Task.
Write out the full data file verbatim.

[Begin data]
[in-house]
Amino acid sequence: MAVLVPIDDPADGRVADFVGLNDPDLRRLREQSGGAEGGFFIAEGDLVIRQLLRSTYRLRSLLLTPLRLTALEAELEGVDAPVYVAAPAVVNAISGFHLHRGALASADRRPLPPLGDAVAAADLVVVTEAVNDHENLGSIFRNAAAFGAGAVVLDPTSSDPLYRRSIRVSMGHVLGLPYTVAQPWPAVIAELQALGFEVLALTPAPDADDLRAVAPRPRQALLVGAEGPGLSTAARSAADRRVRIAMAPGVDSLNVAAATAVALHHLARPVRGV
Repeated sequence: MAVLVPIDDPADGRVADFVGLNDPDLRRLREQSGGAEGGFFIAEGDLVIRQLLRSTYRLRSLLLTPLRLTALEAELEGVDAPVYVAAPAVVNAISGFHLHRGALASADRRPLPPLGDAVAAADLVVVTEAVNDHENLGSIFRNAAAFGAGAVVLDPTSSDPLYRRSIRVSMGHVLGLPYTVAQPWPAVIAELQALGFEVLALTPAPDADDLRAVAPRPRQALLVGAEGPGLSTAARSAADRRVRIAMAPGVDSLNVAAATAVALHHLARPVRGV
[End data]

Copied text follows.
[in-house]
Amino acid sequence: MAVLVPIDDPADGRVADFVGLNDPDLRRLREQSGGAEGGFFIAEGDLVIRQLLRSTYRLRSLLLTPLRLTALEAELEGVDAPVYVAAPAVVNAISGFHLHRGALASADRRPLPPLGDAVAAADLVVVTEAVNDHENLGSIFRNAAAFGAGAVVLDPTSSDPLYRRSIRVSMGHVLGLPYTVAQPWPAVIAELQALGFEVLALTPAPDADDLRAVAPRPRQALLVGAEGPGLSTAARSAADRRVRIAMAPGVDSLNVAAATAVALHHLARPVRGV
Repeated sequence: MAVLVPIDDPADGRVADFVGLNDPDLRRLREQSGGAEGGFFIAEGDLVIRQLLRSTYRLRSLLLTPLRLTALEAELEGVDAPVYVAAPAVVNAISGFHLHRGALASADRRPLPPLGDAVAAADLVVVTEAVNDHENLGSIFRNAAAFGAGAVVLDPTSSDPLYRRSIRVSMGHVLGLPYTVAQPWPAVIAELQALGFEVLALTPAPDADDLRAVAPRPRQALLVGAEGPGLSTAARSAADRRVRIAMAPGVDSLNVAAATAVALHHLARPVRGV